However, 2.7million people are already enrolled onto it - and more in counting as the roll-out continues.
Many people have told us just how difficult it is to survive and, from time to time, media coverage has highlighted the appalling stories of hardship endured by so many, which of course, sells newspapers.
Busting myths and breaking stereotypes
The vast majority of the homeless people I’ve met whilst on the street have been completely sober - alcohol consumption and drug use are uncommon among many people that I’ve got to know over the years. It is completely inaccurate to assume, as many do, that alcohol and drug addiction was an experience that most homeless people share. That said, I do not dispute the fact that alcohol and drug addiction is a major problem for many homeless people.
The mainstream discussion about homelessness in Britain completely ignores certain aspects of why some people have been made homeless. When you work closely with homeless people as we do you begin to learn and listen to their stories and like us you will begin to realise that each and every single day one of us is at risk of being made homeless.
Eradicating homelessness for good is therefore in our collective interest. You simply cannot guarantee that you yourself won’t become the next person to hit a hard pavement or a shop doorway.
Another inspiring event for us was the election of a socialist as leader of the Labour Party and Jeremy Corbyn’s reputation as a principled socialist meant we had to give maximum support knowing that his path and for Labour into government would be tricky and that the establishment the media and the backstabbers in the PLP would be standing in his way. We weren't wrong about that and neither was Counterfire under any illusion as to the enormity and magnitude of the task he faced and indeed we faced.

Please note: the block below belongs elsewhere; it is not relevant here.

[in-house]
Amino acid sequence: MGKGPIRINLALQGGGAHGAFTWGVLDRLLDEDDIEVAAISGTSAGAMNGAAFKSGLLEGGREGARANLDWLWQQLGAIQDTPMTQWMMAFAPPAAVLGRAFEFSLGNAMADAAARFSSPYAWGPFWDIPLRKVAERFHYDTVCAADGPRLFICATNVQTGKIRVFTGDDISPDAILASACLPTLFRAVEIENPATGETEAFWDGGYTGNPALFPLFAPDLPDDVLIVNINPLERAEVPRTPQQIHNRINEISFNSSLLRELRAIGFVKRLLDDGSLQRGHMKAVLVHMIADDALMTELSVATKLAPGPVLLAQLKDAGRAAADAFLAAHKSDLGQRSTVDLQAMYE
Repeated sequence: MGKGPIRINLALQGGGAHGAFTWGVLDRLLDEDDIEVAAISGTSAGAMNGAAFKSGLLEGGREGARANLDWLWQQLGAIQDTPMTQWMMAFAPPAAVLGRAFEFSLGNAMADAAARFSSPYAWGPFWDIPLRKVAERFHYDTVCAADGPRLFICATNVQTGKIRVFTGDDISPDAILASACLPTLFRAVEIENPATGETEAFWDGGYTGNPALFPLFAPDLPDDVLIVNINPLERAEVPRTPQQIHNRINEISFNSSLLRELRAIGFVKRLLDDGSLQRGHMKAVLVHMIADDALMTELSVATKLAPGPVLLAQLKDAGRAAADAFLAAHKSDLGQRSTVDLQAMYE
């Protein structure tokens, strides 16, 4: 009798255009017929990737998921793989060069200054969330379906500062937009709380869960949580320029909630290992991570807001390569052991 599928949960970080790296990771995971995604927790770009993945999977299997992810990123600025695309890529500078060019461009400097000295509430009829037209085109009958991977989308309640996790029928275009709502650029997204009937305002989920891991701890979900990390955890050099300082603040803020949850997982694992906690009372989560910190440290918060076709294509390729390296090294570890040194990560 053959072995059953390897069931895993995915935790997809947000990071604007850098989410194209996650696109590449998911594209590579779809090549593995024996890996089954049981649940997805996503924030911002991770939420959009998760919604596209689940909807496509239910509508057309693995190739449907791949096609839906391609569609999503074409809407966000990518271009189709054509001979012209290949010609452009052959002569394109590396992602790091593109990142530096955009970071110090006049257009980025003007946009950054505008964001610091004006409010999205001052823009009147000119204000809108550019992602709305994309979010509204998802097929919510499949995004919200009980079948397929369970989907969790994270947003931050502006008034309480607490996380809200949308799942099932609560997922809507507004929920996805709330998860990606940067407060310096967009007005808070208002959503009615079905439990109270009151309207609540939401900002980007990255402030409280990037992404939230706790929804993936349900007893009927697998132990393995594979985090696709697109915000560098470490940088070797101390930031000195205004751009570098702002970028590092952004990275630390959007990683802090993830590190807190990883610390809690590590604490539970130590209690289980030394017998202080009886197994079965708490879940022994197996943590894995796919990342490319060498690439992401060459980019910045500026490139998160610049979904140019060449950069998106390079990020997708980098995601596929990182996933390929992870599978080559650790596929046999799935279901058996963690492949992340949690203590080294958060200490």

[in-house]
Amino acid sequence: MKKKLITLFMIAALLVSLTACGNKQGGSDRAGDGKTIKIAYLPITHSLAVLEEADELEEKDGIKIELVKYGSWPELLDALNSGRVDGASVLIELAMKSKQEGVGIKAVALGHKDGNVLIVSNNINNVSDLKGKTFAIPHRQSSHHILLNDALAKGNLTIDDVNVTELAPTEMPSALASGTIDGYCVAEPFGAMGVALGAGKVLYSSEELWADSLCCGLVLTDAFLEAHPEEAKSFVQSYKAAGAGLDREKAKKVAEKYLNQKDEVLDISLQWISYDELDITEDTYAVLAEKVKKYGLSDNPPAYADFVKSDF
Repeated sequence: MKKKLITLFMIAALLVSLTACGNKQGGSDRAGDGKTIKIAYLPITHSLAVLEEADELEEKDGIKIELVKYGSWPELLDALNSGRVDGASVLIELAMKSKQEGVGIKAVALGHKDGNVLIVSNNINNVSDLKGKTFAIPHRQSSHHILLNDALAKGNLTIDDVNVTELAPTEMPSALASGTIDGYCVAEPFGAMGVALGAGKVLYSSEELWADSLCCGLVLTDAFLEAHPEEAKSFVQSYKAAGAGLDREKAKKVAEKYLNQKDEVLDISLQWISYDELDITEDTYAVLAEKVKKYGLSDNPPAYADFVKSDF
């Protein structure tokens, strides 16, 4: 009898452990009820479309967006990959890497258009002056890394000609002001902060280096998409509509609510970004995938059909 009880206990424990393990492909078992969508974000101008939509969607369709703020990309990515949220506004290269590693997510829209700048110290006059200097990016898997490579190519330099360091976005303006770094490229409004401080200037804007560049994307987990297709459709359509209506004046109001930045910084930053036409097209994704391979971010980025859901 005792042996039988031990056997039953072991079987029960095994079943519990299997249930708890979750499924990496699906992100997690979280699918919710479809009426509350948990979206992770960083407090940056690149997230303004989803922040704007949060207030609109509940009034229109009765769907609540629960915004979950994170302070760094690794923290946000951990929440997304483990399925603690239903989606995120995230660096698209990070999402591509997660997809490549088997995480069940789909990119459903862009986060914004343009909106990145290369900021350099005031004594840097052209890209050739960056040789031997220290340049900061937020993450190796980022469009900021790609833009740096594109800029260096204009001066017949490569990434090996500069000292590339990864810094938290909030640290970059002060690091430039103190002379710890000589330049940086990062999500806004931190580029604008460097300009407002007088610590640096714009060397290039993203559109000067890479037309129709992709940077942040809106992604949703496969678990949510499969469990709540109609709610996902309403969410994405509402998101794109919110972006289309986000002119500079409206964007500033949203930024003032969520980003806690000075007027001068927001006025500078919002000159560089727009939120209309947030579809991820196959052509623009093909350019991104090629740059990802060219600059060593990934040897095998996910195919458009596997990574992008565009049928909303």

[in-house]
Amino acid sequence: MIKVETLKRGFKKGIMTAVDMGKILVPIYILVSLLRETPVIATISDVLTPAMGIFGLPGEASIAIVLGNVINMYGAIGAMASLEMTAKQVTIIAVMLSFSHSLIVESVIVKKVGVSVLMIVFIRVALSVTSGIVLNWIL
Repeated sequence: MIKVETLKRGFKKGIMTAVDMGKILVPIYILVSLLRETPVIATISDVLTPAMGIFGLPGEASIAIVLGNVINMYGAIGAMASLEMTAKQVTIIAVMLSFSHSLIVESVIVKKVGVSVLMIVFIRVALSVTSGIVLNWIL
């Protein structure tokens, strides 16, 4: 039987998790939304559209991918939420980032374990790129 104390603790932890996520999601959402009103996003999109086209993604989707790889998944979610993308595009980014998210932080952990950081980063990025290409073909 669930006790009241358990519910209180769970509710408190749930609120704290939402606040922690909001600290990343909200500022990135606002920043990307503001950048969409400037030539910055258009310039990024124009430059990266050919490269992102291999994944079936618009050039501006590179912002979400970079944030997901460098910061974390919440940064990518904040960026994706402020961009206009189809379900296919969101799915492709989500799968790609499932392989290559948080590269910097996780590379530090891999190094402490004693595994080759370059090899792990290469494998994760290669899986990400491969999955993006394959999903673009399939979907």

We just knew from the beginning that Jeremy would be good on homelessness and the commitment to end rough sleeping within 5 years was like music to our ears and because Jeremy is passionate and serious on this issue he would turn up sometimes with one of his sons and help out at a London street kitchen.
We worked with comrades from the Labour Homelessness Campaign, a grassroots campaign of Labour members and homelessness activists standing in solidarity with those experiencing homelessness.
We managed with others to get hundreds of homeless people to register to vote and I do believe we managed between us and other groups to get more homeless people to register than in any other general election.
On the 12th of December we were out in the rain knocking on doors, in my case in York. We were working two parliamentary constituencies (inner and outer York) and we returned Rachael Maskell for the city but, unfortunately, in outer York Labour didn't do as will. We were glad that Racheal made it back because she was encouraged by us in the last parliament to hold the government actively to account over the housing crisis which she did with distinction, tripping up Teresa May at Prime Minister's question time.
Losing elections hurts there is no question about that as this Boris landslide will hurt the poor, the disabled, the homeless, the sick, migrants, working people and everyone who depends on decent public services.